They struggle to see the point. Their old methods work. They really do. So why is everyone in such a rush to change?
Not to mention the fact that many traditional trainers see themselves as rescuers of the many people that get into difficulties with modern methods.
Traditional dog trainers often tell me:
“I have to deal with the results of all this modern training, with owners that have tried bribing and cajoling their dogs, and are now completely out of control.” And they are telling the truth.
They genuinely do see many clients that have failed to train their dogs using modern methods.
They genuinely do see people that have got confused by modern methods and are bribing their dogs rather than training them.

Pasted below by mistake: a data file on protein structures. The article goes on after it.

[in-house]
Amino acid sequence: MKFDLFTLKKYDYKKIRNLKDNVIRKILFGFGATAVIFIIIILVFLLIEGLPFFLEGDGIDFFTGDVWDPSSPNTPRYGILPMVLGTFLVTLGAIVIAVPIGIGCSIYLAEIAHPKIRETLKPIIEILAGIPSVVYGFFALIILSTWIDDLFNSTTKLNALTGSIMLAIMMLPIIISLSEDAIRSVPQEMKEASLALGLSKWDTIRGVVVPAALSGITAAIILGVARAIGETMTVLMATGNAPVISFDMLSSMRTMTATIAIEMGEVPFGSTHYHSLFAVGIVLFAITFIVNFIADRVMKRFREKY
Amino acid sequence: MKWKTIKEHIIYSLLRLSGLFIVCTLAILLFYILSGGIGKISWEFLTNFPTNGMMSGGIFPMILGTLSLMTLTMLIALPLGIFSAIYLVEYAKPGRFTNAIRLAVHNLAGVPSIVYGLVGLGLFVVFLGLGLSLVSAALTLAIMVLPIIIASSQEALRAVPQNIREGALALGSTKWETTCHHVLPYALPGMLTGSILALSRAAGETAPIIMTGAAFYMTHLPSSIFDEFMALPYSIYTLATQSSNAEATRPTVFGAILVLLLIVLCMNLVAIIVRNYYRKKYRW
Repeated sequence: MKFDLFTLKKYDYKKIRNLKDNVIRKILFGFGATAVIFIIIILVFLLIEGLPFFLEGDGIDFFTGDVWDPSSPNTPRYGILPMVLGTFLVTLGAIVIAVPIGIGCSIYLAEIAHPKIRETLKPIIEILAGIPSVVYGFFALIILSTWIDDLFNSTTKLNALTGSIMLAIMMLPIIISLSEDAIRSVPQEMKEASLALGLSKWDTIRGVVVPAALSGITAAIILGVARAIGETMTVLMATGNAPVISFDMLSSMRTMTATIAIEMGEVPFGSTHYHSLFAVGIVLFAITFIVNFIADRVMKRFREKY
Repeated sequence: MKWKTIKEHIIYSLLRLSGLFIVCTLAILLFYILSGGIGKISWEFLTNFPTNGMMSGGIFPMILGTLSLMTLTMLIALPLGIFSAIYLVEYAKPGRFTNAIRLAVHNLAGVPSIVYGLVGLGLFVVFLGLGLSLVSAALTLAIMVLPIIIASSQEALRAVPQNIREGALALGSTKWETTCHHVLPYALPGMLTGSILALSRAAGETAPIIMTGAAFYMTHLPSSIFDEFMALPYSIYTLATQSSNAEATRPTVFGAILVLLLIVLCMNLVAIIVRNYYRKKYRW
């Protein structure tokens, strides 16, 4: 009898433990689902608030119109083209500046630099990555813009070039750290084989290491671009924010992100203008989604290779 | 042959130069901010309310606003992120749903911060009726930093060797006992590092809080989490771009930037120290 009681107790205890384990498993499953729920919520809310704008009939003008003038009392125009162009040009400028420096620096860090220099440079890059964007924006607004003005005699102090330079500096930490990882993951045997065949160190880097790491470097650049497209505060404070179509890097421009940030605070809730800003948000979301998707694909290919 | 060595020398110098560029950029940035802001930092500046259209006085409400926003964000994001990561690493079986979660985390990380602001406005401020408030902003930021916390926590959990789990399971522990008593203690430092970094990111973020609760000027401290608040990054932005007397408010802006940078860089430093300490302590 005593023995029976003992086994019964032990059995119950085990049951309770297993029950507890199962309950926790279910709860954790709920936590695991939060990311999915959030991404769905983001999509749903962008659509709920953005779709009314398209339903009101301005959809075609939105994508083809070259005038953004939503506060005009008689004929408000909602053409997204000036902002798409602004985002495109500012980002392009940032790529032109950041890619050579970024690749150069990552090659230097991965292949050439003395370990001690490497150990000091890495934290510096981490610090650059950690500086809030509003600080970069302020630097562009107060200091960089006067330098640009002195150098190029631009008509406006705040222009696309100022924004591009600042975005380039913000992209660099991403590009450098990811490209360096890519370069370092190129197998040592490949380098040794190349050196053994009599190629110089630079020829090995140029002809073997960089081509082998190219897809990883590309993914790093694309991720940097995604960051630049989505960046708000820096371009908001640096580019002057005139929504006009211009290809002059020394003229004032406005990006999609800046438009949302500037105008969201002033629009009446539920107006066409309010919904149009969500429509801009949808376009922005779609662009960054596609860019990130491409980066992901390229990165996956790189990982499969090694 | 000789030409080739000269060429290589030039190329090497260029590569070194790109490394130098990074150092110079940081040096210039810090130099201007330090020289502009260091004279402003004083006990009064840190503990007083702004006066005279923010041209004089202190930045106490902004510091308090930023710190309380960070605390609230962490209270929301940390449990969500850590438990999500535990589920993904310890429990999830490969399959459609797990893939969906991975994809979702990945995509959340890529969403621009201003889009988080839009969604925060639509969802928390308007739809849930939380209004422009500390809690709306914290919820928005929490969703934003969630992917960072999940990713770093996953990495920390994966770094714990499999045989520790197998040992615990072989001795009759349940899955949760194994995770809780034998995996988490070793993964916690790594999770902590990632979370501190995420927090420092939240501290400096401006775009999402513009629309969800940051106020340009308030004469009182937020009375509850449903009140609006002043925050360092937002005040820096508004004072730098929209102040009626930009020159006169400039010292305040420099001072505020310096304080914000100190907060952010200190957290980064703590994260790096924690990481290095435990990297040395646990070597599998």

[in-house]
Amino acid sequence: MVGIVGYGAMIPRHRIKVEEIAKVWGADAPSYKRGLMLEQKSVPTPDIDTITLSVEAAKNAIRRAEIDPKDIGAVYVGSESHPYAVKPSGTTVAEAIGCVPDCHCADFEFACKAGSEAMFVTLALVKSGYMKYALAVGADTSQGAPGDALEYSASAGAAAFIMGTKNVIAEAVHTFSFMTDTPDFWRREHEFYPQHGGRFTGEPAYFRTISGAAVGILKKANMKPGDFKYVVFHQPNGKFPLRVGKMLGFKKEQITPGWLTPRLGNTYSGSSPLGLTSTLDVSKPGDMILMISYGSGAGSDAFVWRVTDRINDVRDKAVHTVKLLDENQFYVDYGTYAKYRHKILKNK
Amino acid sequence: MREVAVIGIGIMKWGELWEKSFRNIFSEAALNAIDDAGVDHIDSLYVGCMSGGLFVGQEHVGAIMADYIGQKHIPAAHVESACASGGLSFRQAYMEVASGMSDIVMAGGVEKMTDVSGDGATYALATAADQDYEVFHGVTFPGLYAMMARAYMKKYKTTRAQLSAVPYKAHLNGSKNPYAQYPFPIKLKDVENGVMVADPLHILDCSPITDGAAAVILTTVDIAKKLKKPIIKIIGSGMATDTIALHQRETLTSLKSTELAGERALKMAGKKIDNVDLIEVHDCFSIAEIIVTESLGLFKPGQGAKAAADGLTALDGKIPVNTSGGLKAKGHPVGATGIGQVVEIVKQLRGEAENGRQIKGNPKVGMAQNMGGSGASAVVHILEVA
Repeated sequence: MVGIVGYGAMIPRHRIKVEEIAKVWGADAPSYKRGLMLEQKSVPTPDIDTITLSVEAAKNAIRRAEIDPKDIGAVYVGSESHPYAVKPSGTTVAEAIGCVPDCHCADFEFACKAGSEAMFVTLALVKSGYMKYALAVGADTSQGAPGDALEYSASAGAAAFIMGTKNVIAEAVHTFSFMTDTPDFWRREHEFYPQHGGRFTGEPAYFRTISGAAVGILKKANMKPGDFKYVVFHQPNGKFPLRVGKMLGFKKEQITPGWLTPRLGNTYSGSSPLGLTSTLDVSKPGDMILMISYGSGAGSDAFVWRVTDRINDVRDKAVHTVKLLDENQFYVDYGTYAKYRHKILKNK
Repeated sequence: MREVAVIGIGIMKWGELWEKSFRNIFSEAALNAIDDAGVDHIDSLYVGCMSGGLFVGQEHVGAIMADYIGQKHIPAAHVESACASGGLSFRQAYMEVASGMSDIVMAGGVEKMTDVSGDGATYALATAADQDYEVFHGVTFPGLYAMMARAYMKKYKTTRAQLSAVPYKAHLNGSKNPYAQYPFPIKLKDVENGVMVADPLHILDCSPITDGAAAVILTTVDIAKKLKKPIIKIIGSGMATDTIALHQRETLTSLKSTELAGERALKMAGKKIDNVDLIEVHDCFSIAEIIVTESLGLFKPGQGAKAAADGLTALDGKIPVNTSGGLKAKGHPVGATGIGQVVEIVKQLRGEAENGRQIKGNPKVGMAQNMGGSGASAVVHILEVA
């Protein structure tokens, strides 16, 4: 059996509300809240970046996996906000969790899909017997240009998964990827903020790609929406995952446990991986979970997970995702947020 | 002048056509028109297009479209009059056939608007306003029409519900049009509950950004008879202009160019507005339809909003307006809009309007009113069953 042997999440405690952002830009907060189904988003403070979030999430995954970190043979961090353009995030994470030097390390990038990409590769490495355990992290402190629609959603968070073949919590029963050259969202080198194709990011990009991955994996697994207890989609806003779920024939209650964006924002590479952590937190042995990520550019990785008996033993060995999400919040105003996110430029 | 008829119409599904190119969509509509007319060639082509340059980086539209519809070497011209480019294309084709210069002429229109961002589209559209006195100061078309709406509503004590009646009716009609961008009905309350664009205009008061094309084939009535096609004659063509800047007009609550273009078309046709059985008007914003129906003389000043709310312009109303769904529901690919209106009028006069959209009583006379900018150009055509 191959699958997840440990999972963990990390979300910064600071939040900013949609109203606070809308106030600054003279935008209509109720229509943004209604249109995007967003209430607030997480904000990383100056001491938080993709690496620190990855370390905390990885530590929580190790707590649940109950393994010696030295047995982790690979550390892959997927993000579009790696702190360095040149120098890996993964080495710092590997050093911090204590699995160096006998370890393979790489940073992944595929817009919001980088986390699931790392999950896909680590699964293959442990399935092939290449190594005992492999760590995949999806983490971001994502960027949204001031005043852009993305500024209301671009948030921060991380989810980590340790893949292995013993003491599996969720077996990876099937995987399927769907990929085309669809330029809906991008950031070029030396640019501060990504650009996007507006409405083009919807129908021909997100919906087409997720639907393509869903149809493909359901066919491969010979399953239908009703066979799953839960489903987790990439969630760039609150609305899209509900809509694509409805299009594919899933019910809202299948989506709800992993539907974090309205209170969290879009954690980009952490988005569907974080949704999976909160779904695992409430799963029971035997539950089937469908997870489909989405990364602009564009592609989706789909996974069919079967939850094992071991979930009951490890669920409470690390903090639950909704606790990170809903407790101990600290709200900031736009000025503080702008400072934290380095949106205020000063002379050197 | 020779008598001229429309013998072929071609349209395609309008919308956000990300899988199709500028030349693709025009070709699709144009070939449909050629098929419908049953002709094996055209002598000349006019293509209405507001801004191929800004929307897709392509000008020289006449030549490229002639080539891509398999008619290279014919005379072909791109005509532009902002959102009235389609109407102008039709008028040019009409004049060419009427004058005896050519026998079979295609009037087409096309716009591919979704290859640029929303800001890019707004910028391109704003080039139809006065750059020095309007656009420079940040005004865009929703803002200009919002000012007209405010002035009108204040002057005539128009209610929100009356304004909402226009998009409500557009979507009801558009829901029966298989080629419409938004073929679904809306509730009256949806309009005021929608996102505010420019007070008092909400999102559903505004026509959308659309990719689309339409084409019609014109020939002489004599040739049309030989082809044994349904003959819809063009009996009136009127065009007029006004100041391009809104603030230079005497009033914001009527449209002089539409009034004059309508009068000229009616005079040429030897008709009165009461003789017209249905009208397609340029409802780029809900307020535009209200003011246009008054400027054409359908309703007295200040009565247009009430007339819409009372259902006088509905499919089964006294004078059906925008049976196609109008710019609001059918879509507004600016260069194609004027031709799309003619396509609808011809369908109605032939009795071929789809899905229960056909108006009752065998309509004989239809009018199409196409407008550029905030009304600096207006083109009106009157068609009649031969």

The modern trainer’s viewpoint
Modern dog trainers, on the other hand, are frustrated by the failure of traditional dog trainers to understand the principles of behavioural modification.
They struggle to understand why traditional trainers cling to the old ways when the new is clearly better.
Not to mention the fact that modern trainers see themselves as rescuers, for the many people whose dogs are mentally scarred by the abuse they have received at the hands of traditional trainers.
Modern trainers often tell me:
“I have to deal with the fall out from these old fashioned methods, dogs that have fallen apart under punitive methods or grown hardened to punishment and are now completely out of control”
And they are telling the truth.
They genuinely do see many clients that have failed to train their dogs using traditional methods, and they genuinely do see dogs that are distressed and demoralised by being physically pushed around.
Two sides to the story
As you can see, there are two sides to the story.